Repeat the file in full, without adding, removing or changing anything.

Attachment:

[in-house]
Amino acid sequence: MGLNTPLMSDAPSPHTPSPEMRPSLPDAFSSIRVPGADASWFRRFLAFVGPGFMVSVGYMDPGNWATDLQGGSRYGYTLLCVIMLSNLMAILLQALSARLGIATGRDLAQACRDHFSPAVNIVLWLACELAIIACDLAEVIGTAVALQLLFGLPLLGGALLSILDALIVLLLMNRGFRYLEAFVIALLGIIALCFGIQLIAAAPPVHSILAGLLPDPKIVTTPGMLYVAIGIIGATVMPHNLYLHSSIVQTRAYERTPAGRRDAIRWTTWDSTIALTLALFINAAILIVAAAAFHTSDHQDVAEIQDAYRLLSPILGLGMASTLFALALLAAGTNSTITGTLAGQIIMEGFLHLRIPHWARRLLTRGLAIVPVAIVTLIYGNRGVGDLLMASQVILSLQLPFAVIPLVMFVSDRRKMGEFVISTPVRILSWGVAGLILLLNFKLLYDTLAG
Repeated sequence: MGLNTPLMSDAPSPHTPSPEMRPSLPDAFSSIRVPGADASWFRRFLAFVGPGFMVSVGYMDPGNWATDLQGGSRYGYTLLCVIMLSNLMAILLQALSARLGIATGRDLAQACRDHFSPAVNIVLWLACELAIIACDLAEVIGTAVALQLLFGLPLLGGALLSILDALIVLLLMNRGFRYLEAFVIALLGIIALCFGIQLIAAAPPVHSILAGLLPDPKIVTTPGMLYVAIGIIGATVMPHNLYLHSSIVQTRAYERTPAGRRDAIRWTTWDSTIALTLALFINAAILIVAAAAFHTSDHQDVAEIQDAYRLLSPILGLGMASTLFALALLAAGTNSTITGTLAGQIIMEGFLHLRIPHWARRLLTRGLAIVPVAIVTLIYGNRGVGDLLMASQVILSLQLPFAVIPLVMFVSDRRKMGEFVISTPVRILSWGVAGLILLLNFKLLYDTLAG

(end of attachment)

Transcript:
[in-house]
Amino acid sequence: MGLNTPLMSDAPSPHTPSPEMRPSLPDAFSSIRVPGADASWFRRFLAFVGPGFMVSVGYMDPGNWATDLQGGSRYGYTLLCVIMLSNLMAILLQALSARLGIATGRDLAQACRDHFSPAVNIVLWLACELAIIACDLAEVIGTAVALQLLFGLPLLGGALLSILDALIVLLLMNRGFRYLEAFVIALLGIIALCFGIQLIAAAPPVHSILAGLLPDPKIVTTPGMLYVAIGIIGATVMPHNLYLHSSIVQTRAYERTPAGRRDAIRWTTWDSTIALTLALFINAAILIVAAAAFHTSDHQDVAEIQDAYRLLSPILGLGMASTLFALALLAAGTNSTITGTLAGQIIMEGFLHLRIPHWARRLLTRGLAIVPVAIVTLIYGNRGVGDLLMASQVILSLQLPFAVIPLVMFVSDRRKMGEFVISTPVRILSWGVAGLILLLNFKLLYDTLAG
Repeated sequence: MGLNTPLMSDAPSPHTPSPEMRPSLPDAFSSIRVPGADASWFRRFLAFVGPGFMVSVGYMDPGNWATDLQGGSRYGYTLLCVIMLSNLMAILLQALSARLGIATGRDLAQACRDHFSPAVNIVLWLACELAIIACDLAEVIGTAVALQLLFGLPLLGGALLSILDALIVLLLMNRGFRYLEAFVIALLGIIALCFGIQLIAAAPPVHSILAGLLPDPKIVTTPGMLYVAIGIIGATVMPHNLYLHSSIVQTRAYERTPAGRRDAIRWTTWDSTIALTLALFINAAILIVAAAAFHTSDHQDVAEIQDAYRLLSPILGLGMASTLFALALLAAGTNSTITGTLAGQIIMEGFLHLRIPHWARRLLTRGLAIVPVAIVTLIYGNRGVGDLLMASQVILSLQLPFAVIPLVMFVSDRRKMGEFVISTPVRILSWGVAGLILLLNFKLLYDTLAG